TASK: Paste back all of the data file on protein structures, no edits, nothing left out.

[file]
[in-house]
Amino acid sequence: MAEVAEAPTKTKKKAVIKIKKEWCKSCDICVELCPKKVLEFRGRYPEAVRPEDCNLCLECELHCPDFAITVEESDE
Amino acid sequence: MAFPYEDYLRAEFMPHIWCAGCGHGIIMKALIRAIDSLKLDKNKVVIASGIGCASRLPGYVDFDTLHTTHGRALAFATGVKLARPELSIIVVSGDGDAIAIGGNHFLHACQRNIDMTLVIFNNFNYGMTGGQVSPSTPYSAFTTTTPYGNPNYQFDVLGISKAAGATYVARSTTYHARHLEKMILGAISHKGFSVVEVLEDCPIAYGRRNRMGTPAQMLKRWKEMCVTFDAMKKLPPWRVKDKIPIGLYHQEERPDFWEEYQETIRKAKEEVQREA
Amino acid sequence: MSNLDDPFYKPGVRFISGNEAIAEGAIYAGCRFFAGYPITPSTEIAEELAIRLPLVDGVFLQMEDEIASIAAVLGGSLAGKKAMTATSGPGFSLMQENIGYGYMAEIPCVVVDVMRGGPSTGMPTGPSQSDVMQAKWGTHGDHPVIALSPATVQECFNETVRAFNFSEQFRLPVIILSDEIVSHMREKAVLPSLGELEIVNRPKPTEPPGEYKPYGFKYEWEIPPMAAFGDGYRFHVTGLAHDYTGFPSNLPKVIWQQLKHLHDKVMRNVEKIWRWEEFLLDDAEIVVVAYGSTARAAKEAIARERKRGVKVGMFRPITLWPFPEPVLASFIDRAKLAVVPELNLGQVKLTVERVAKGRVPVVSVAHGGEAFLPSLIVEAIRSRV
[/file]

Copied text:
[in-house]
Amino acid sequence: MAEVAEAPTKTKKKAVIKIKKEWCKSCDICVELCPKKVLEFRGRYPEAVRPEDCNLCLECELHCPDFAITVEESDE
Amino acid sequence: MAFPYEDYLRAEFMPHIWCAGCGHGIIMKALIRAIDSLKLDKNKVVIASGIGCASRLPGYVDFDTLHTTHGRALAFATGVKLARPELSIIVVSGDGDAIAIGGNHFLHACQRNIDMTLVIFNNFNYGMTGGQVSPSTPYSAFTTTTPYGNPNYQFDVLGISKAAGATYVARSTTYHARHLEKMILGAISHKGFSVVEVLEDCPIAYGRRNRMGTPAQMLKRWKEMCVTFDAMKKLPPWRVKDKIPIGLYHQEERPDFWEEYQETIRKAKEEVQREA
Amino acid sequence: MSNLDDPFYKPGVRFISGNEAIAEGAIYAGCRFFAGYPITPSTEIAEELAIRLPLVDGVFLQMEDEIASIAAVLGGSLAGKKAMTATSGPGFSLMQENIGYGYMAEIPCVVVDVMRGGPSTGMPTGPSQSDVMQAKWGTHGDHPVIALSPATVQECFNETVRAFNFSEQFRLPVIILSDEIVSHMREKAVLPSLGELEIVNRPKPTEPPGEYKPYGFKYEWEIPPMAAFGDGYRFHVTGLAHDYTGFPSNLPKVIWQQLKHLHDKVMRNVEKIWRWEEFLLDDAEIVVVAYGSTARAAKEAIARERKRGVKVGMFRPITLWPFPEPVLASFIDRAKLAVVPELNLGQVKLTVERVAKGRVPVVSVAHGGEAFLPSLIVEAIRSRV